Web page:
The IRA’s value as a retirement planning tool is well known: IRA assets compound on a tax-deferred (or, in the case of a Roth IRA, tax-free) basis, which can help build a more substantial nest egg. But if you don’t need an IRA to fund your retirement, you can use it as an estate planning tool to benefit your children or other beneficiaries on a tax-advantaged basis by turning it into a “stretch” IRA. Stretching the benefitsTurning an IRA into a stretch IRA is simply a matter of designating a beneficiary who’s significantly younger than you. This could be, for

Read More

Prepaid funeral plans may not provide peace of mind

The cost of a funeral has increased steadily during the past two decades. In fact, once all funeral-related costs are factored in, the typical traditional funeral service will cost an average family $8,000 to $10,000. To relieve their families of the burden of planning a funeral, many people plan their own and pay for them in advance. Unfortunately, prepaid funeral plans are fraught with potential traps. Avoiding the pitfalls of prepaid plansSome plans end up costing more than the benefits they pay out. And there may be a risk that you’ll lose your investment if the funeral provider goes out

Read More

Keep real estate separate from your business’s corporate assets to save tax

It’s common for a business to own not only typical business assets, such as equipment, inventory and furnishings, but also the building where the business operates — and possibly other real estate as well. There can, however, be negative consequences when a business’s real estate is included in its general corporate assets. By holding real estate in a separate entity, owners can save tax and enjoy other benefits, too. Capturing tax savings Many businesses operate as C corporations so they can buy and hold real estate just as they do equipment, inventory and other assets. The expenses of owning the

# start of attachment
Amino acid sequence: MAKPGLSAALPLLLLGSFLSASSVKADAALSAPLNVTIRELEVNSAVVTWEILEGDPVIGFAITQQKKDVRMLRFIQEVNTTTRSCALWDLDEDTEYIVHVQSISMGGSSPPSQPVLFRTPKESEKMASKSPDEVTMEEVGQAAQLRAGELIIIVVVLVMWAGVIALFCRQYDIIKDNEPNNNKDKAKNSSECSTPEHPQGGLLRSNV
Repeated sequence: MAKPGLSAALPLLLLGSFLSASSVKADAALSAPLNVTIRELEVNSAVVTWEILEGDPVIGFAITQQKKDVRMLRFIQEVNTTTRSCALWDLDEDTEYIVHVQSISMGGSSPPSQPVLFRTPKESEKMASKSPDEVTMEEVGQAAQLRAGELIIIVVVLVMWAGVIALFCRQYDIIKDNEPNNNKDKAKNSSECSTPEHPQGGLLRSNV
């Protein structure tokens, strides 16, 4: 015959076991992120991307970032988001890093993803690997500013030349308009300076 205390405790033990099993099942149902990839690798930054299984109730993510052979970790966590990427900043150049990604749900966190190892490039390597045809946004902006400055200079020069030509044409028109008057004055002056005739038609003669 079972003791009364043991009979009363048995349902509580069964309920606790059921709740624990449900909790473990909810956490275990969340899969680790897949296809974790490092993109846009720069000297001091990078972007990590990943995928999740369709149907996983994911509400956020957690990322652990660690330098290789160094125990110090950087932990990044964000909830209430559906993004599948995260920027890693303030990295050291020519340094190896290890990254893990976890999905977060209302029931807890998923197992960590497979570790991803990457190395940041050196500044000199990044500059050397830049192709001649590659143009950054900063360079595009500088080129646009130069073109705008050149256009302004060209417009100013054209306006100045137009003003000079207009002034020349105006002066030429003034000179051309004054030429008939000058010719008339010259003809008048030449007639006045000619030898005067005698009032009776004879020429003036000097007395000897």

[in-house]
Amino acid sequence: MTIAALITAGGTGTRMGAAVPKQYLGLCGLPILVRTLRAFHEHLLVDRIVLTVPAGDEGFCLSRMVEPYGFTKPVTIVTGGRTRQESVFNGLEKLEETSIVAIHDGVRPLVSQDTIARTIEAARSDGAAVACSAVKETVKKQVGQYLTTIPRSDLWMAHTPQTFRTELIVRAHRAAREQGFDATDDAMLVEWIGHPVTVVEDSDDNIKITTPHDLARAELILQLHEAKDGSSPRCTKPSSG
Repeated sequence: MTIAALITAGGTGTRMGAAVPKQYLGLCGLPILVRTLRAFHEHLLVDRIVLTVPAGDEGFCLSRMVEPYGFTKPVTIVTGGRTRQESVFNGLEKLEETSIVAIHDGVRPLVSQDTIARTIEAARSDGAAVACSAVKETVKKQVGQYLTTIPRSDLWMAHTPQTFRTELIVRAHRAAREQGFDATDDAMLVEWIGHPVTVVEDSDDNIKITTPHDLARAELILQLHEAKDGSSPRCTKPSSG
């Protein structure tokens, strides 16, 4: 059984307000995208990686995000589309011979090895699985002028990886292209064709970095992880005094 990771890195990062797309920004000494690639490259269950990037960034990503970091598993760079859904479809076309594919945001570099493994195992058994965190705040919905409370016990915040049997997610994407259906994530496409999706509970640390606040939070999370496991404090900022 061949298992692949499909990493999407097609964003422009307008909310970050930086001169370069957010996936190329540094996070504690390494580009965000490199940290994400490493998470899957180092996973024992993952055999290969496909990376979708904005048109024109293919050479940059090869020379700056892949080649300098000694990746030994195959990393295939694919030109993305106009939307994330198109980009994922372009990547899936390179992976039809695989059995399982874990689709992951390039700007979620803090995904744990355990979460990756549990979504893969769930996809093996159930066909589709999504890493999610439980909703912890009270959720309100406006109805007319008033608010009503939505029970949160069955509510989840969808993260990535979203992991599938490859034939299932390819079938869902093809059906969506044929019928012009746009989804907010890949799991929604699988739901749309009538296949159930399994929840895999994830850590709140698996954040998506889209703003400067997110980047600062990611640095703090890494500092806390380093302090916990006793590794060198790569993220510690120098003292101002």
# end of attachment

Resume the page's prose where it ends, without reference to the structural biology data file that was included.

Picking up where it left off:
Read More

Dot the “i’s” and cross the “t’s” on loans between your business and its owners

It’s common for closely held businesses to transfer money into and out of the company, often in the form of a loan. However, the IRS looks closely at such transactions: Are they truly loans, or actually compensation, distributions or contributions to equity? Loans to owners When an owner withdraws funds from the company, the transaction can be characterized as compensation, a distribution or a loan. Loans aren’t taxable, but compensation is and distributions may be. If the company is a C corporation and the transaction is considered a distribution, it can trigger double taxation. If a transaction is considered compensation,

Read More

How entity type affects tax planning for owner-employees

Come tax time, owner-employees face a variety of distinctive tax planning challenges, depending on whether their business is structured as a partnership, limited liability company (LLC) or corporation. Partnerships and LLCs If you’re a partner in a partnership or a member of an LLC that has elected to be disregarded or treated as a partnership, the entity’s income flows through to you (as does its deductions). And this income likely will be subject to self-employment taxes — even if the income isn’t actually distributed to you. This means your employment tax liability typically doubles, because you must pay both the

Read More
Back to Top